Imágenes de páginas

be sung

By our manner of reading Greek and Latin verse, we actually lose nearly all the poetic melody. In hexameters and sapphics, no doubt the two last feet frequently retain their proper melody in our mode of reading, but it is lost almost everywhere else. Most certainly the Greeks and Romans read their verses metrically, that is, with the accent on the first syllable of the dactyl and trochee, on the last of the anapæst and the iamb. This is quite clear, from their lyric poetry, the Odes of Horace for example, for the accents must fall regularly in verses which are to

French verse presents a parallel : the accents in songs are different from those of the same words as ordinarily pronounced; and this seems to have been the case with all French verse, even as low down as Marot, as it was in the Provençal, and to a less extent in Spanish and Italian. It is also the system of our own old verse, as may be seen in Chaucer, Gower, and others, down to the sixteenth century.

We will give one line from the Æneis as an example. Virgil undoubtedly read as follows :

Mo's erat Hésperió’n Lătio, quæ maxima Roma.
An English scholar would probably read as follows :-

Mos ē'rat Hespē'rio in Lā'sho, etc.

By changing the quantity and the accents, the melody of the first four feet, it is plain, is quite lost. Must not then the melody which we think we find in alcaics, iambics, and other forms, be almost purely imaginary ? at least, be very different from what the ancients found in them? In Greek we make matters still worse, for neglecting the printed accents which are before our eyes, we introduce the Latin system of placing the accent on the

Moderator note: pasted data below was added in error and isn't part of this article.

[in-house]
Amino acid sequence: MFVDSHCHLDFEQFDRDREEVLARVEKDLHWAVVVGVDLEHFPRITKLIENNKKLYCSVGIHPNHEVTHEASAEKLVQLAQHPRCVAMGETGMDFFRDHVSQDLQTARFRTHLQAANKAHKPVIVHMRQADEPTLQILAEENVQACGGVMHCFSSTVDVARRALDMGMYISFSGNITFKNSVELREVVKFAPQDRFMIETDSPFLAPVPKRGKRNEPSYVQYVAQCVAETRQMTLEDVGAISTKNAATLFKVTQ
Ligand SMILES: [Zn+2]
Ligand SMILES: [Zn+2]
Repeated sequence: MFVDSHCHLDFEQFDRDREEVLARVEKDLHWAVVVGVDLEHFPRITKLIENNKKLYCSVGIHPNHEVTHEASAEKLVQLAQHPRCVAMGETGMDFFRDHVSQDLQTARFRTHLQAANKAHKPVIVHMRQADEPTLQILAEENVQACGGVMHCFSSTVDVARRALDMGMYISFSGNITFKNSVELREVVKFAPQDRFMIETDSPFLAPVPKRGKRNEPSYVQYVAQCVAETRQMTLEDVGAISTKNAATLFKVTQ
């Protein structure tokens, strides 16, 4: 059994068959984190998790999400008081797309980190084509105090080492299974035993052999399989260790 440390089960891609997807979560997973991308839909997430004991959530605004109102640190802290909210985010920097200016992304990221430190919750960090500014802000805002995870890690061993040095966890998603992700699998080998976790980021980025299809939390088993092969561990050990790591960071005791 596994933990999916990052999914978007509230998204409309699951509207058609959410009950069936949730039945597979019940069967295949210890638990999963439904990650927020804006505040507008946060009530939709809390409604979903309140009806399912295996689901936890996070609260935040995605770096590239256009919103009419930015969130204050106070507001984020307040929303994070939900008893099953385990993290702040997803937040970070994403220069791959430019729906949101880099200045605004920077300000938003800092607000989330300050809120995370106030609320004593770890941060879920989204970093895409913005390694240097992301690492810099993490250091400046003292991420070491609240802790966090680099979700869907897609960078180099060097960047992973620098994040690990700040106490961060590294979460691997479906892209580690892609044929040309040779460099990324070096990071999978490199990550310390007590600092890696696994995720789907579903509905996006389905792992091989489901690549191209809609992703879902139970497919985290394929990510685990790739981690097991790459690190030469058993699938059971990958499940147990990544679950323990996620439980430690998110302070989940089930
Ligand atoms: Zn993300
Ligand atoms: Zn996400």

penultimate when long, and of never placing it on the last syllable. *

We will not say that Milton was so negligent of quantity as to say moss for mos, etc., but as we have shown above, he certainly did not read Latin poetry metrically. We doubt if any one did in his time. Bentley, we know, scouted the very idea of that mode of reading it. It has however been revived in Germany, and, we believe, is used by all the scholars of that country.

* We can answer for ourselves that before we learned to read metri. cally, we often thought that the Greek tragedies might just as well have been printed as prose. Read the fine anapæsts with which the Persæ begins in the modern manner, and then metrically, and mark the difference! We once got a Greek to read some of Homer for us ; he read it by the printed accents, and of course we could not discern even a trace of metric harmony. Yet he thought it very fine.




It is probable that Milton early conceived the idea of writing an epic poem : but we have no means of ascertaining the exact time, as there is no hint of such a design in anything he wrote previous to his setting out on his travels. The first intimation we get of such a project is in his verses to Manso, at Naples, in 1639.

O mihi si mea sors talem concedat amicum,
Phæbæos decorasse viros qui tam bene norit,
Siquando indigenos revocabo in carmina reges,
Arturumque etiam sub terris bella moventem!
Aut dicam invictæ sociali fædere mensæ
Magnanimos heroas; et, o modo spiritus adsit,

Frangam Saxonicas Britonum sub Marte phalanges, etc. From this it appears that, inspired by Spenser and the romantic poets of Italy, the epic which he meditated was to be of a romantic cast, with Arthur the British prince for its hero. From the following passage in the Epitaphium Damonis, written soon after his return to England, it would seem that the poem was to contain all the principal events of British history, from the landing of Brute till the time of Arthur, perhaps by way of narrative or episode, as in the song of a bard, or something of that kind.

Ipse ego Dardanias Rutupina per æquora puppes
Dicam, et Pandrasidos regnum vetus Inogeniæ,

« AnteriorContinuar »